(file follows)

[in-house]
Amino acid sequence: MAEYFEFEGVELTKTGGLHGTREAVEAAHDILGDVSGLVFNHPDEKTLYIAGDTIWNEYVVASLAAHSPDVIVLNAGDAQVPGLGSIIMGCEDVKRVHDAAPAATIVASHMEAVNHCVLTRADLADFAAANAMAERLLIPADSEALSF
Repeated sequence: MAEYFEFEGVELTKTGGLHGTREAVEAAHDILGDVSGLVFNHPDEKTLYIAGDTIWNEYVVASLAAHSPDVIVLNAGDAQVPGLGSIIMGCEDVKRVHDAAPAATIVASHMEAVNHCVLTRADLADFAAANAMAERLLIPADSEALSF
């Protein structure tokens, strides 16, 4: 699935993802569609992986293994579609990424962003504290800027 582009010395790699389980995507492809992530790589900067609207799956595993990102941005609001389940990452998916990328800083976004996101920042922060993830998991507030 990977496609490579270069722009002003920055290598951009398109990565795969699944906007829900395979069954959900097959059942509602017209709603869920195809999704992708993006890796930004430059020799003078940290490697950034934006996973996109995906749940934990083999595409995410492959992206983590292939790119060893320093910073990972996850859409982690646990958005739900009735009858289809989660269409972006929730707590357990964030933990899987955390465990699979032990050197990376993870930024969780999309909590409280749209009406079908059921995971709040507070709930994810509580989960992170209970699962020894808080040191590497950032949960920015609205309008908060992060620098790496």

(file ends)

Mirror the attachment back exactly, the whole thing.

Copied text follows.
[in-house]
Amino acid sequence: MAEYFEFEGVELTKTGGLHGTREAVEAAHDILGDVSGLVFNHPDEKTLYIAGDTIWNEYVVASLAAHSPDVIVLNAGDAQVPGLGSIIMGCEDVKRVHDAAPAATIVASHMEAVNHCVLTRADLADFAAANAMAERLLIPADSEALSF
Repeated sequence: MAEYFEFEGVELTKTGGLHGTREAVEAAHDILGDVSGLVFNHPDEKTLYIAGDTIWNEYVVASLAAHSPDVIVLNAGDAQVPGLGSIIMGCEDVKRVHDAAPAATIVASHMEAVNHCVLTRADLADFAAANAMAERLLIPADSEALSF
């Protein structure tokens, strides 16, 4: 699935993802569609992986293994579609990424962003504290800027 582009010395790699389980995507492809992530790589900067609207799956595993990102941005609001389940990452998916990328800083976004996101920042922060993830998991507030 990977496609490579270069722009002003920055290598951009398109990565795969699944906007829900395979069954959900097959059942509602017209709603869920195809999704992708993006890796930004430059020799003078940290490697950034934006996973996109995906749940934990083999595409995410492959992206983590292939790119060893320093910073990972996850859409982690646990958005739900009735009858289809989660269409972006929730707590357990964030933990899987955390465990699979032990050197990376993870930024969780999309909590409280749209009406079908059921995971709040507070709930994810509580989960992170209970699962020894808080040191590497950032949960920015609205309008908060992060620098790496």